37 Primary Care Centres have opened since March 2011 and a further 20 new Primary Care Centres are due to open in 2014 or Quarter 1 2015. I was delighted to officially open 12 Primary Care Centres during my period of office as Minister of State at the Department of Health.

Filling Front Line Primary Care Posts

In 2013, Primary Care funding of €20 million was provided to support the recruitment of 264.5 prioritised front-line primary care team posts, based on the analysis carried out by the HSE in identifying areas of deprivation and need:

  • 72 Public Health Nurses;
  • 40.5 Registered General Nurses;
  • 52.5 Occupational Therapists;
  • 47.5 Physiotherapists; and
  • 52 Speech & Language Therapists.

The Public Health (Alcohol) Bill

I presented to Government the General Scheme of a Public Health (Alcohol) Bill, which includes minimum unit pricing, the regulation of marketing, advertising and sports sponsorship of alcohol and the health labelling of alcohol products.

I secured government-approval for a package of measures, which for the first time will comprehensively address our societal misuse of alcohol.

This was an important breakthrough at Cabinet as it represents the first time alcohol misuse has been addressed as a public health issue. The package of measures to be implemented is the result of intensive discussions across Government departments and is based on the 2012 Substance Misuse Report.

The Report correctly identified that the misuse of alcohol could only be addressed through a range of complementary measures rather than one particular mechanism or procedure. I am greatly appreciative of the time and energy my government colleagues expended in advancing this major public health initiative. I look forward to the progression of this legislation in the coming months.

The Protection of Life Legislation

Twenty-one years after the X case, the enactment of the Protection of Life legislation is the achievement I am most proud of during my time as Minister of State at the Department of Health. I led detailed negotiations with Fine Gael on the text and piloted the new law through the Oireachtas.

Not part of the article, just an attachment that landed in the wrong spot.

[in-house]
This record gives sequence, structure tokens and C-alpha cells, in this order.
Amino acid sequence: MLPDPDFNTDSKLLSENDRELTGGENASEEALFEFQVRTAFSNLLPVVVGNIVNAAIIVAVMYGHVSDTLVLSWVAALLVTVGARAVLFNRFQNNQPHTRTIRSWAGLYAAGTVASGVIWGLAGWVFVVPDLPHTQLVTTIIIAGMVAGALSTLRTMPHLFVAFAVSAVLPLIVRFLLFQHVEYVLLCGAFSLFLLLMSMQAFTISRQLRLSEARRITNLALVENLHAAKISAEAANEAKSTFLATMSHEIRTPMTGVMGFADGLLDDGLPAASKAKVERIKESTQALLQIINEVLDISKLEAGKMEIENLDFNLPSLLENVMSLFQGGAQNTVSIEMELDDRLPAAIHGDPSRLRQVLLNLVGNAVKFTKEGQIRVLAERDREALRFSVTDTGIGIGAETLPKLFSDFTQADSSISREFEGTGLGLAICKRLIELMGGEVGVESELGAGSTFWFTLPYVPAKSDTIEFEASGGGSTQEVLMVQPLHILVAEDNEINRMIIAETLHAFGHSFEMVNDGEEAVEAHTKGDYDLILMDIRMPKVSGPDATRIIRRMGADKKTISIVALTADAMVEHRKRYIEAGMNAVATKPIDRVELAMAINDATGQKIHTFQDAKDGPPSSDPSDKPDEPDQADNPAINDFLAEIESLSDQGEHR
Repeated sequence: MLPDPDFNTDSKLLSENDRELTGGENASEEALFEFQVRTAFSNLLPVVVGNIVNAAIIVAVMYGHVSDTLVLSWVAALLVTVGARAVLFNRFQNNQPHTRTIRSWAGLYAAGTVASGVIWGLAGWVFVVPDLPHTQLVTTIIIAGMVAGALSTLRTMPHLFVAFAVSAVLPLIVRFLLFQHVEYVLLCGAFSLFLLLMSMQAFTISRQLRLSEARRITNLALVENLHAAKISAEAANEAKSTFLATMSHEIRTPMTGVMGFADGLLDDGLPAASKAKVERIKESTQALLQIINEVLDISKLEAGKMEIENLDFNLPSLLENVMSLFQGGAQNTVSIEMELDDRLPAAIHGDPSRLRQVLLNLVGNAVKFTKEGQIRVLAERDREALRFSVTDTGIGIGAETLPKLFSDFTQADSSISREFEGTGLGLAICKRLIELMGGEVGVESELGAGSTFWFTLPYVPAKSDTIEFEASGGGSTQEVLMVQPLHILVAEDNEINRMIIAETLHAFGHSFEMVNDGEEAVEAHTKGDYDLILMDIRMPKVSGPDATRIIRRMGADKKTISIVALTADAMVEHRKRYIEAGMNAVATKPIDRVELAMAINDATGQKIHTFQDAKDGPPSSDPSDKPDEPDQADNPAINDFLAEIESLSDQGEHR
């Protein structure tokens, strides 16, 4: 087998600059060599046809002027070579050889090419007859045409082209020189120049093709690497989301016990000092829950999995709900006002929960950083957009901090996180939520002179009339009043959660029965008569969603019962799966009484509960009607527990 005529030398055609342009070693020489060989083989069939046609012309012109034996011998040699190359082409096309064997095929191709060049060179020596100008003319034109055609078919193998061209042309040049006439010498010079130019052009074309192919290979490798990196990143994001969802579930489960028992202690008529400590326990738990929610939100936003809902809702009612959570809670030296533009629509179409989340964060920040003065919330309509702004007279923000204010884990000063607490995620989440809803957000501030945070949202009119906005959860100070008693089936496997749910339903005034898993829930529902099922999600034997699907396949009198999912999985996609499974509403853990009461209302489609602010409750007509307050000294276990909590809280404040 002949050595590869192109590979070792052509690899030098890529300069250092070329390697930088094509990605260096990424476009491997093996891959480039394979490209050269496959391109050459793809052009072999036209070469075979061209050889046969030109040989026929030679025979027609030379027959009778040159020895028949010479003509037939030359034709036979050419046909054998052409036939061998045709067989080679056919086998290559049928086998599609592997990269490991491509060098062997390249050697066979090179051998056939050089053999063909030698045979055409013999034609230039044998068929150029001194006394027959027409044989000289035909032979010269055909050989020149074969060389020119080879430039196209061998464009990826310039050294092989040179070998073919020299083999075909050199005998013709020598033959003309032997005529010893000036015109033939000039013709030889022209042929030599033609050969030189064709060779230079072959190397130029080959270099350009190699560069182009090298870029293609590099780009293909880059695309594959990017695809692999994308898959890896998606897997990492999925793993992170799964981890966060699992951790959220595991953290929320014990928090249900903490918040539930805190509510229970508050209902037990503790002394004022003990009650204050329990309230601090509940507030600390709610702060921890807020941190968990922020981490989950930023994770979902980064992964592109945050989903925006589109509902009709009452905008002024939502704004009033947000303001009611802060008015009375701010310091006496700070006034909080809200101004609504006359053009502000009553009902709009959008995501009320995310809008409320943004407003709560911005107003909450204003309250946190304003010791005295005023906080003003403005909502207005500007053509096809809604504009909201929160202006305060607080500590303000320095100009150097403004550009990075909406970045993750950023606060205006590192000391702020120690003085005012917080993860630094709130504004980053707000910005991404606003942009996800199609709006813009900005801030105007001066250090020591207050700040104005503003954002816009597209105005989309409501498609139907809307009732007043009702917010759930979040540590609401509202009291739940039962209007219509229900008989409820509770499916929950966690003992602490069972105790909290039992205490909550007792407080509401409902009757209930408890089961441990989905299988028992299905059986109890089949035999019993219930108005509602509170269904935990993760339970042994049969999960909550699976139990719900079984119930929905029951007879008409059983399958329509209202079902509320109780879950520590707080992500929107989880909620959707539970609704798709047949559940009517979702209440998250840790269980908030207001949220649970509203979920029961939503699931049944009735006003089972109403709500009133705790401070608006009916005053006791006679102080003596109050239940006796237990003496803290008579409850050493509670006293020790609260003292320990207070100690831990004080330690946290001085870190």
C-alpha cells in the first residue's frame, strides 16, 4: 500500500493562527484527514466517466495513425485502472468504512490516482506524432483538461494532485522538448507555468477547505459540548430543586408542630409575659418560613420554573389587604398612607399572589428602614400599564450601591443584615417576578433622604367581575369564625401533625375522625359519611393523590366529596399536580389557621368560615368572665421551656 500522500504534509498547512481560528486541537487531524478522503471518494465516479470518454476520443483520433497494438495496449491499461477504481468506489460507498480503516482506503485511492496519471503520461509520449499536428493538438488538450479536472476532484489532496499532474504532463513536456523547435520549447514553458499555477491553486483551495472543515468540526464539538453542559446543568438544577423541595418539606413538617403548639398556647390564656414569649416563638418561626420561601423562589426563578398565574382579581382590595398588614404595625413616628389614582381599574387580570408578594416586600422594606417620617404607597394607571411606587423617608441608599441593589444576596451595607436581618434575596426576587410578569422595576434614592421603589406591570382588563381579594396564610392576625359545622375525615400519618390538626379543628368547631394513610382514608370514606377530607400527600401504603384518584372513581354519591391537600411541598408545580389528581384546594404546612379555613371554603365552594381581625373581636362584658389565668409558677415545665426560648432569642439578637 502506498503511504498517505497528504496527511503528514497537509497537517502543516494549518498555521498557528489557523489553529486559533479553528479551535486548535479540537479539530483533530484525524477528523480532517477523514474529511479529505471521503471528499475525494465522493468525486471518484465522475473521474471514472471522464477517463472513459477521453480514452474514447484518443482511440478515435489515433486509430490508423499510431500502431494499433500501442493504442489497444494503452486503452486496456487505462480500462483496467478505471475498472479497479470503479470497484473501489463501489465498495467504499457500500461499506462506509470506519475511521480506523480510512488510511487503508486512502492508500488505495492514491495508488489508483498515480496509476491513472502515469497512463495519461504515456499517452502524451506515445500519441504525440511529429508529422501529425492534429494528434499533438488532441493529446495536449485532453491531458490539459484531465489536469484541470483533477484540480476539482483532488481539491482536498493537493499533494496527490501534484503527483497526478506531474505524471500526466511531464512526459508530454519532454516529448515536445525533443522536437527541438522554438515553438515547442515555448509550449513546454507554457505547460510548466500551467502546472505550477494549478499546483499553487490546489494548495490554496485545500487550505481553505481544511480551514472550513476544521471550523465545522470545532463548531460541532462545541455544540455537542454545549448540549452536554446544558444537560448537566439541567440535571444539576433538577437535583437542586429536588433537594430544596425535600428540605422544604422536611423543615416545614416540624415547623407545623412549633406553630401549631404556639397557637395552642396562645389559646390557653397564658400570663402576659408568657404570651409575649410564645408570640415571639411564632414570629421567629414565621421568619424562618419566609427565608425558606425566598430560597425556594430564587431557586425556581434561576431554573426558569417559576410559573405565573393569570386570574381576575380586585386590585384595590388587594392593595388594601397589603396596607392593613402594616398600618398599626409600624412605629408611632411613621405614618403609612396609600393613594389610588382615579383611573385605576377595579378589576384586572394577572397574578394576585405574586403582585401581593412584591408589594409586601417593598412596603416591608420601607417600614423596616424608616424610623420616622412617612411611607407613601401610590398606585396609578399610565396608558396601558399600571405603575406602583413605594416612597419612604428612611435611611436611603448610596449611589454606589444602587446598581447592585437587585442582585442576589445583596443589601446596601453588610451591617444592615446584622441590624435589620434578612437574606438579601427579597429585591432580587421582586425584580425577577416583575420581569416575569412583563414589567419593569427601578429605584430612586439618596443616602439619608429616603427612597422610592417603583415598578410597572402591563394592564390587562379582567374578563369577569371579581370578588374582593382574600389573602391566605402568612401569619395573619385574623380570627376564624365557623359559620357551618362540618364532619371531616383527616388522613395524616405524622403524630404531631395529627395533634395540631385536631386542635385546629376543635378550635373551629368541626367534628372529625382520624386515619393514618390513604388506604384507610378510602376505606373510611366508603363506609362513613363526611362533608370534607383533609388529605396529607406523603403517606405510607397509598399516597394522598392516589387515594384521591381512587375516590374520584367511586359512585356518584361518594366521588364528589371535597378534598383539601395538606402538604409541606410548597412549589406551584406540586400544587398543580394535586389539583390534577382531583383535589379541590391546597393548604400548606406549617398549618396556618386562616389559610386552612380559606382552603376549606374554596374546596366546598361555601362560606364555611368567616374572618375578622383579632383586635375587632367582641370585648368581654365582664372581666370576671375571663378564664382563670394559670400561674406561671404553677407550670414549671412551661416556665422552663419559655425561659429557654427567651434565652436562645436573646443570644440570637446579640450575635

The Protection of Life legislation gave expression in statute to a constitutional right, and in doing so, provided a procedure through which that right may be exercised.

This issue has always been one that relates principally to women’s lives. I believe strongly that it is also an issue of women’s rights. Many women – and men – are disappointed that more could not have been done in this legislation. But we must honestly accept that what was enacted by the Oireachtas is no more, and no less than what the people have provided for in their Constitution, as interpreted by the Supreme Court some 21 years ago in the X case.

For any further changes to occur will require an amendment to the Constitution, which can only be done by the people in a referendum. I believe there is a strong case for such a referendum.

Generic Drugs: Patients and Taxpayers Benefiting from Reduced Costs

The Health (Pricing and Supply of Medical Goods) Act 2013 which was commenced on 24th June 2013 introduced a system of generic substitution and reference pricing for prescribed drugs and medicines. I guided this critical piece of legislation through the Oireachtas.

Previously, when a specific brand of medicine was prescribed for a patient, a pharmacist could only supply that particular brand, even when less expensive generic versions of the same medicine were available. The Act now permits pharmacists to substitute medicines prescribed, providing that they have been designated as safely interchangeable by the Health Products Regulatory Authority.